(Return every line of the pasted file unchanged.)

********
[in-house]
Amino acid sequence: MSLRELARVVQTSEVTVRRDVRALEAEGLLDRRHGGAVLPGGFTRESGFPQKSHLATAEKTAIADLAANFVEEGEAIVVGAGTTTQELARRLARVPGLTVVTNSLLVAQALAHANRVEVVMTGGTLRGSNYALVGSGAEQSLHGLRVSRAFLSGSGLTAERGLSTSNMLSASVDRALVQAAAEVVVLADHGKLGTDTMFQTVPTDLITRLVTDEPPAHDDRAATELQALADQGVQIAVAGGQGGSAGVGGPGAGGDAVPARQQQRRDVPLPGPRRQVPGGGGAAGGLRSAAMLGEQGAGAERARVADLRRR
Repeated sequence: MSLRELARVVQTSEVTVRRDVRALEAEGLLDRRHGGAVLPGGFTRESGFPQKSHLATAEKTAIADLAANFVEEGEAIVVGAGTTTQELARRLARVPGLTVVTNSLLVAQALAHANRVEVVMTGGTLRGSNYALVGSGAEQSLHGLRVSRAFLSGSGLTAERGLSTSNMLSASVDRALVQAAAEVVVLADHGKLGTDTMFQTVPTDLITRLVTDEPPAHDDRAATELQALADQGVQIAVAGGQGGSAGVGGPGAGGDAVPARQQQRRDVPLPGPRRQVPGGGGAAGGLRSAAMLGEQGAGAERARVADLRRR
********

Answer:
[in-house]
Amino acid sequence: MSLRELARVVQTSEVTVRRDVRALEAEGLLDRRHGGAVLPGGFTRESGFPQKSHLATAEKTAIADLAANFVEEGEAIVVGAGTTTQELARRLARVPGLTVVTNSLLVAQALAHANRVEVVMTGGTLRGSNYALVGSGAEQSLHGLRVSRAFLSGSGLTAERGLSTSNMLSASVDRALVQAAAEVVVLADHGKLGTDTMFQTVPTDLITRLVTDEPPAHDDRAATELQALADQGVQIAVAGGQGGSAGVGGPGAGGDAVPARQQQRRDVPLPGPRRQVPGGGGAAGGLRSAAMLGEQGAGAERARVADLRRR
Repeated sequence: MSLRELARVVQTSEVTVRRDVRALEAEGLLDRRHGGAVLPGGFTRESGFPQKSHLATAEKTAIADLAANFVEEGEAIVVGAGTTTQELARRLARVPGLTVVTNSLLVAQALAHANRVEVVMTGGTLRGSNYALVGSGAEQSLHGLRVSRAFLSGSGLTAERGLSTSNMLSASVDRALVQAAAEVVVLADHGKLGTDTMFQTVPTDLITRLVTDEPPAHDDRAATELQALADQGVQIAVAGGQGGSAGVGGPGAGGDAVPARQQQRRDVPLPGPRRQVPGGGGAAGGLRSAAMLGEQGAGAERARVADLRRR